I did the run around of a few electronics shops and auto electrical places trying to find some weather proof connectors and eventually got these at a specialist motorcycle auto-electrician. I didn't think they'd be so hard to find.
All the connectors have been soldered.



I managed to get a lot of the wiring inside the headlight shell, but the large multi pin connectors won't fit.
I still need to neaten things up a bit. I think I'll cut some lengths of bicycle tube to slip over the large connectors and tie them off with cable ties. That should make them less visible, give some cushioning and provide a degree of weather proofing.

Check out the quality indicator job. rolleye0012 I haven't quite figured out what to do with them yet so I've temporarily cable-tied the originals in place to make sure I wired everything correctly and to make it rideable.


Here's the gauges fully operational. Unfortunately one is backlit with a bright white LED and the other has a conventional light globe. I may look into making them both the same one of these days.



Some gratuitous pics from other angles. I was able to adjust the headlight so it fits nicely in between the throttle cables (below) and the clutch cable (above) without rubbing on either.



Sadly, there is no temperature gauge for the time being.

Hopefully it'll stop raining soon and I can take it for a ride.  2smiley

Cheers,
Wayne

Onetrack

Re: Wayne's cafe racer project
« Reply #18 on: 05-Sep-10, 06:29 »
Don't bother with a temp gauge and fit an electric fan instead. when the fan comes on you know it is hot.  Electric fan must reduce the load on the cam chain and tensioner as well.  Just a suggestion from the house of 650.  The work so far is amazing and the crome head light and gauges look just right..

"Young" Les F

Excalibre

Re: Wayne's cafe racer project
« Reply #19 on: 05-Sep-10, 10:42 »
Don't bother with a temp gauge and fit an electric fan instead. when the fan comes on you know it is hot.  Electric fan must reduce the load on the cam chain and tensioner as well.  Just a suggestion from the house of 650.  The work so far is amazing and the crome head light and gauges look just right..

"Young" Les F

Thanks "Young" Les,

That's a good idea regarding the fan, I'll look into that. It's nice to be part of a supportive forum that's full of good ideas.

Cheers,
Wayne

Excalibre

Re: Wayne's cafe racer project
« Reply #20 on: 09-Sep-10, 21:57 »
Finally had some nice weather and was able to head out for a ride  happy0158

The bike went great! The new bars took a bit of getting used to and it felt a bit like I was steering by hanging onto the front axle.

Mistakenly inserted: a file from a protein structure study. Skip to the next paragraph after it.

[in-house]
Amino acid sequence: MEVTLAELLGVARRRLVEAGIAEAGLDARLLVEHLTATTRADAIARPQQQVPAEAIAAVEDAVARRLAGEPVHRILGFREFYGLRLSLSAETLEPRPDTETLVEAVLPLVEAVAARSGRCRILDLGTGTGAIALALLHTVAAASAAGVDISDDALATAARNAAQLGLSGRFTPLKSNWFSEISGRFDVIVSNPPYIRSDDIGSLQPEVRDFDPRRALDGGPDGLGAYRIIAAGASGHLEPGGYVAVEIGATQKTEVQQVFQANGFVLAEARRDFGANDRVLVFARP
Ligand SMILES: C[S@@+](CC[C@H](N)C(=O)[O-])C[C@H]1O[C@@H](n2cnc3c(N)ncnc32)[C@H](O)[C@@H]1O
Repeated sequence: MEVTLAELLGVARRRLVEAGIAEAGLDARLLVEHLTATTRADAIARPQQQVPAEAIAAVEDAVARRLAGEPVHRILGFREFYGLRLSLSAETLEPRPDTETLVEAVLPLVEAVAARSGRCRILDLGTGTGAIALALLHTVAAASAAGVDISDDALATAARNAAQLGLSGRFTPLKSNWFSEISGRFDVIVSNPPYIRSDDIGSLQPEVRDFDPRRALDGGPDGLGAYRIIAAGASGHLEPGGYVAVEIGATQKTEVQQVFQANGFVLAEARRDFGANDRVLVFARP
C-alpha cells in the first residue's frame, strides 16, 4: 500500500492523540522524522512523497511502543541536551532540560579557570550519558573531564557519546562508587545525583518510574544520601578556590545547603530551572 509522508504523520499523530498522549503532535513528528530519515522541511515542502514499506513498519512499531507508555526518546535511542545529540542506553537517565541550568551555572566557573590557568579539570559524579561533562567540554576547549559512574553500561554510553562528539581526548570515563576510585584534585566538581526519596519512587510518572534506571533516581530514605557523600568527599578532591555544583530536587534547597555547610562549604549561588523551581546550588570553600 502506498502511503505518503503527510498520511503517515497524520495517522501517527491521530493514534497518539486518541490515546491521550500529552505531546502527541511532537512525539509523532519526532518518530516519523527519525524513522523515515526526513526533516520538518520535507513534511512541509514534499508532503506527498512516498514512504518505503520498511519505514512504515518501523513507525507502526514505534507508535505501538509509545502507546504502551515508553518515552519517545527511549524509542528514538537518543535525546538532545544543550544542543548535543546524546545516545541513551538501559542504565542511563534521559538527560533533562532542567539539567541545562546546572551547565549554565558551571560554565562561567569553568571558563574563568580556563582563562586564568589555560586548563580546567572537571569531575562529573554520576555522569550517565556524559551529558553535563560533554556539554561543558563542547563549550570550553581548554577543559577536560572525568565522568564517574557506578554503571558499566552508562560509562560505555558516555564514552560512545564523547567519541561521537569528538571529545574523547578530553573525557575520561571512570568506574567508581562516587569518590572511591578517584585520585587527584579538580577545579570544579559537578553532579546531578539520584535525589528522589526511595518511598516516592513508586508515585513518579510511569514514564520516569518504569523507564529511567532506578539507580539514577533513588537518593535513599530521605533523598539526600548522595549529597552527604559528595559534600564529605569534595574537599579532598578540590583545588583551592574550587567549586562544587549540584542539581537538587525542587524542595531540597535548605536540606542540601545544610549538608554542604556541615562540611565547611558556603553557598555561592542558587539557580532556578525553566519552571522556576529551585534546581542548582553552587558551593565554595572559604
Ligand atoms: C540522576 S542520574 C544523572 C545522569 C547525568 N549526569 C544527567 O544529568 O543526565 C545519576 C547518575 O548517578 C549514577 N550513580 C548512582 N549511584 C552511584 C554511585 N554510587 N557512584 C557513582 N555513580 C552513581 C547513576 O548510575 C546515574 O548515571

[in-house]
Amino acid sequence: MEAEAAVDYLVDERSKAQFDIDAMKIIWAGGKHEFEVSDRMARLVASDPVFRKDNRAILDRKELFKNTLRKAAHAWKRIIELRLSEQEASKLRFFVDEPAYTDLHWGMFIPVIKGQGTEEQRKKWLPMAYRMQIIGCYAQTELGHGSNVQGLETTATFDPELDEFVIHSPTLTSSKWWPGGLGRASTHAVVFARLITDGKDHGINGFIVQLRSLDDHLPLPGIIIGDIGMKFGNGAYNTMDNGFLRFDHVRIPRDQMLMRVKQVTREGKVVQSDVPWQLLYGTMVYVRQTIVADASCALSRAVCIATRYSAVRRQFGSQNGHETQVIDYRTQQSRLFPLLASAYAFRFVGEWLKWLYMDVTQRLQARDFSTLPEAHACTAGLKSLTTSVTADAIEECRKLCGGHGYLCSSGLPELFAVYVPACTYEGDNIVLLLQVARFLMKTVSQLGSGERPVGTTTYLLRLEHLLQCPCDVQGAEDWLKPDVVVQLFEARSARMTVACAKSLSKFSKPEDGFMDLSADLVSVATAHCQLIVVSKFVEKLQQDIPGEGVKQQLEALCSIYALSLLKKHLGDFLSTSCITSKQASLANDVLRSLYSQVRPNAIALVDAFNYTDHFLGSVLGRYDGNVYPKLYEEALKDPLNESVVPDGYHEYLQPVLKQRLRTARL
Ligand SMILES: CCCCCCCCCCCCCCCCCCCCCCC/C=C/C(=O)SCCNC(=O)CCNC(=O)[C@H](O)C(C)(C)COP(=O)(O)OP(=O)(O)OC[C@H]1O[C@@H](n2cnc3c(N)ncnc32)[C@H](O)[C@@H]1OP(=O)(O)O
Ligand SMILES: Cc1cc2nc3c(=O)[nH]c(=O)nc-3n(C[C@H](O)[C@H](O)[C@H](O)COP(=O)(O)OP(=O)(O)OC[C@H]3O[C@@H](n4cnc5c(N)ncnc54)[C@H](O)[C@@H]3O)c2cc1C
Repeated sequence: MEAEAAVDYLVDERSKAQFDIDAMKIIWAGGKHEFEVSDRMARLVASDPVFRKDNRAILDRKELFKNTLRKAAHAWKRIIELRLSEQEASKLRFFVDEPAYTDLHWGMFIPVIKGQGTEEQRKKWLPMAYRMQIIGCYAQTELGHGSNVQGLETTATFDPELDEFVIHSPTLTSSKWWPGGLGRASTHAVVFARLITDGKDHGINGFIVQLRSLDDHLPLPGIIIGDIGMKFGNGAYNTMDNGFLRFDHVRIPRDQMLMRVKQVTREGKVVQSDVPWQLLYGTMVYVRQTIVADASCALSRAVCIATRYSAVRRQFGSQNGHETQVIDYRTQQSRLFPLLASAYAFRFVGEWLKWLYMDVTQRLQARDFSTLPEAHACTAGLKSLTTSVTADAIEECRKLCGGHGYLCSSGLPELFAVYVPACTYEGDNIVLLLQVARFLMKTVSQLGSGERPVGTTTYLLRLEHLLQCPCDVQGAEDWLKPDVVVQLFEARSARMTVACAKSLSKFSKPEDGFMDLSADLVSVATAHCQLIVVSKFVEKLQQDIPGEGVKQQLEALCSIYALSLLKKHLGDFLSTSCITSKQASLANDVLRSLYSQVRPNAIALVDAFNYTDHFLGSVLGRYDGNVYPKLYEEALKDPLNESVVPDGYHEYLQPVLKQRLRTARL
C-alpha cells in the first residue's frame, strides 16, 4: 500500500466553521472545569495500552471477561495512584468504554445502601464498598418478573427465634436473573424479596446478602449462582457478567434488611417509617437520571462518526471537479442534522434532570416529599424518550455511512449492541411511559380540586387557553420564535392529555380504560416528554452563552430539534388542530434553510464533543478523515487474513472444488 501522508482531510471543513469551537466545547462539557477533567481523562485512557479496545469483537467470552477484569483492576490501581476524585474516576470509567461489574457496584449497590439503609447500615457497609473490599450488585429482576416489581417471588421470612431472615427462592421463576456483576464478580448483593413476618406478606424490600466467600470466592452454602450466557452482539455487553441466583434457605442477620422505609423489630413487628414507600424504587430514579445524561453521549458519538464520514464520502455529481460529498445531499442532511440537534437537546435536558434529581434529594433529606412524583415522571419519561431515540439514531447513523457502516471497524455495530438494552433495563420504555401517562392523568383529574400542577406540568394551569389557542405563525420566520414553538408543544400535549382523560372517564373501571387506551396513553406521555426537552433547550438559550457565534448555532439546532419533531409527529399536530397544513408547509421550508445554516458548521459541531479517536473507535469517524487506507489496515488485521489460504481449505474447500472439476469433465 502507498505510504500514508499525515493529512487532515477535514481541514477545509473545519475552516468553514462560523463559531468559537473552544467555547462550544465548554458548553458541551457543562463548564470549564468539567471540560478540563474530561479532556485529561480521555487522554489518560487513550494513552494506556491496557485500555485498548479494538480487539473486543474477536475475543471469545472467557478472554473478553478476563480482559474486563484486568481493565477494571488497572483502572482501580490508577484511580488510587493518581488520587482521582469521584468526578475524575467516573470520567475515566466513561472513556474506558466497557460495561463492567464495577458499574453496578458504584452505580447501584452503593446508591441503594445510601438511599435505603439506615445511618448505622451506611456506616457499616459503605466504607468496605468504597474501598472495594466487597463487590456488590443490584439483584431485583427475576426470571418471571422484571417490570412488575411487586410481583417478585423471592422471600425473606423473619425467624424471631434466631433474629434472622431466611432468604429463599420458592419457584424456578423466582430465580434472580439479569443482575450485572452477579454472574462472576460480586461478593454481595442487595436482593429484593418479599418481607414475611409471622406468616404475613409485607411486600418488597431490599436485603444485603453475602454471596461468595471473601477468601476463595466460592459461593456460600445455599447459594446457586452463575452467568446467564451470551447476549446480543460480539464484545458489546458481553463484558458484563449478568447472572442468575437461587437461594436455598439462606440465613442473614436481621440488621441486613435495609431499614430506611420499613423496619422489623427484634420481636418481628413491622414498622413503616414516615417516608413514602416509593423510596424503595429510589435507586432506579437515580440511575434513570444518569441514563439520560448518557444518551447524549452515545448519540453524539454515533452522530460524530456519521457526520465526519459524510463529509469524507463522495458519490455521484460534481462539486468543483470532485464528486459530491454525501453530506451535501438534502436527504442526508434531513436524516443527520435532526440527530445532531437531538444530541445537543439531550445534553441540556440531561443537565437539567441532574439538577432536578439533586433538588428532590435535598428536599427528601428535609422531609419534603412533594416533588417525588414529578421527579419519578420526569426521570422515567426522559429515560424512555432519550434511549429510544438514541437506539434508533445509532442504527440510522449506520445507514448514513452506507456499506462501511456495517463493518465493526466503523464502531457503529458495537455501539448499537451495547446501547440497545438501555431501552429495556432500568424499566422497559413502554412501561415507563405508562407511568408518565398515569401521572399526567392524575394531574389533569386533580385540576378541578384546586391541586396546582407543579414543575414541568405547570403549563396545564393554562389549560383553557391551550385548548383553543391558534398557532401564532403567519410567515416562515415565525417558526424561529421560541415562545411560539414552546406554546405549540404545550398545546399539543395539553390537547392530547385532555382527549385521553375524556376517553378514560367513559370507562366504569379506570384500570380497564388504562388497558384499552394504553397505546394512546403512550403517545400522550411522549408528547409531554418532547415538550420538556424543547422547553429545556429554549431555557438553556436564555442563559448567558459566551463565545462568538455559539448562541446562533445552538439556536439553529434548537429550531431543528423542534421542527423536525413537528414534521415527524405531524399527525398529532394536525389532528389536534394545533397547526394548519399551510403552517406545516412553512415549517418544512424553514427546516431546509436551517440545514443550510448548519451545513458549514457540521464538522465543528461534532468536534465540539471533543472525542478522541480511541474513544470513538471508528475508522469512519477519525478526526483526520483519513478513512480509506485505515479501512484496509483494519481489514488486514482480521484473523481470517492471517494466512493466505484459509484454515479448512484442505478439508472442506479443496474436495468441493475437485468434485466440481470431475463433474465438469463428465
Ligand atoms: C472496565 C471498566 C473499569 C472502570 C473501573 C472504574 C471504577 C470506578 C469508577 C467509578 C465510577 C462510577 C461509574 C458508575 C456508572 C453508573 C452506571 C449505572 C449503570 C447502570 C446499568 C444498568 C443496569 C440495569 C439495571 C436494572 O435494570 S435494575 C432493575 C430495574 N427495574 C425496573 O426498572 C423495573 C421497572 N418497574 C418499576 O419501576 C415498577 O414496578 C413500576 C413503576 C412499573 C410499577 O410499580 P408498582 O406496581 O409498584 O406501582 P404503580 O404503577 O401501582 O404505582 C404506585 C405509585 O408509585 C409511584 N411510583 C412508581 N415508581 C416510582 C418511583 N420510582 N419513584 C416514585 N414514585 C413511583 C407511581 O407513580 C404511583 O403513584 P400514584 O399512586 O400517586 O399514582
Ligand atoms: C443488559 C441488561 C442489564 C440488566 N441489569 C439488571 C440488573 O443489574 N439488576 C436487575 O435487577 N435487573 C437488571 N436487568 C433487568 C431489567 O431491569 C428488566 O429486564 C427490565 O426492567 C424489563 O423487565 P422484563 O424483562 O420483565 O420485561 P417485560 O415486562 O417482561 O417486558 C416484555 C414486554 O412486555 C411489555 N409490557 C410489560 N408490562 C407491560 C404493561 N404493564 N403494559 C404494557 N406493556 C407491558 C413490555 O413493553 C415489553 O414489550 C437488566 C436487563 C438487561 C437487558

I've also fitted some bar-end mirrors and tidied up the wiring a bit more. I did end up using some sections of bicycle tube to cover the large coloured connectors and that seems to have worked well.



As this project is as much about form as function, I thought I better get to work on myself as well  2cool
I grabbed a matt black open face helmet that happened to be on sale at my local bike shop for $40.
A while ago my dad gave me some 'new in box' goggles that he bought in the 60's and they've never been worn. They need some new elastic and padding but I reckon they look the business.

My only concern is that the glass may shatter the first time a big bug hits them, shooting shards of retro glass into my eyes! Oh well, it'll be a small price to pay for looking cool.


Cheers,
Wayne

Mins Man

Re: Wayne's cafe racer project
« Reply #21 on: 13-Sep-10, 20:21 »
My only concern is that the glass may shatter the first time a big bug hits them, shooting shards of retro glass into my eyes! Oh well, it'll be a small price to pay for looking cool.
With that attitude, you should be riding a Harley!   happy0062

Excalibre

Re: Wayne's cafe racer project
« Reply #22 on: 16-Nov-10, 22:02 »
Well it's been a couple of months since any progress has been made. A sad combination of not enough time or pocket money.
I have been able to get out on the bike a few times though and have had a great time riding it.

There's been a few recent modification though:

Firstly, some braided brake lines have been installed. I had them made up locally, they are ADR compliant and cost about $190. In hindsight, I would have ordered some HEL lines which would have been a bit cheaper and come with new banjo bolts and washers (which mine didn't). I am happy with the look and fit though. I installed some new brake pads too and the brakes are working a treat.

I've also fitted some reproduction Lucas styled front indicators which I think compliment the retro-classic look I'm trying to achieve. Up until now I've been riding around with the original indicator bar cable-tied to the front of the forks  2rolleyes

Also, a new mini-horn has been added which tucked in neatly below/behind the headlight.



I think the next stage will be to get stuck into the seat and rear end. I've been putting that stage off as once I've made a start it'll be off the road for awhile  2cry

Cheers,
Wayne

CX PHREAK

Re: Wayne's cafe racer project
« Reply #23 on: 16-Nov-10, 22:37 »
 happy0159

Onetrack

Re: Wayne's cafe racer project
« Reply #24 on: 17-Nov-10, 07:21 »
 sign0173 keep up the good work

"Young" Les F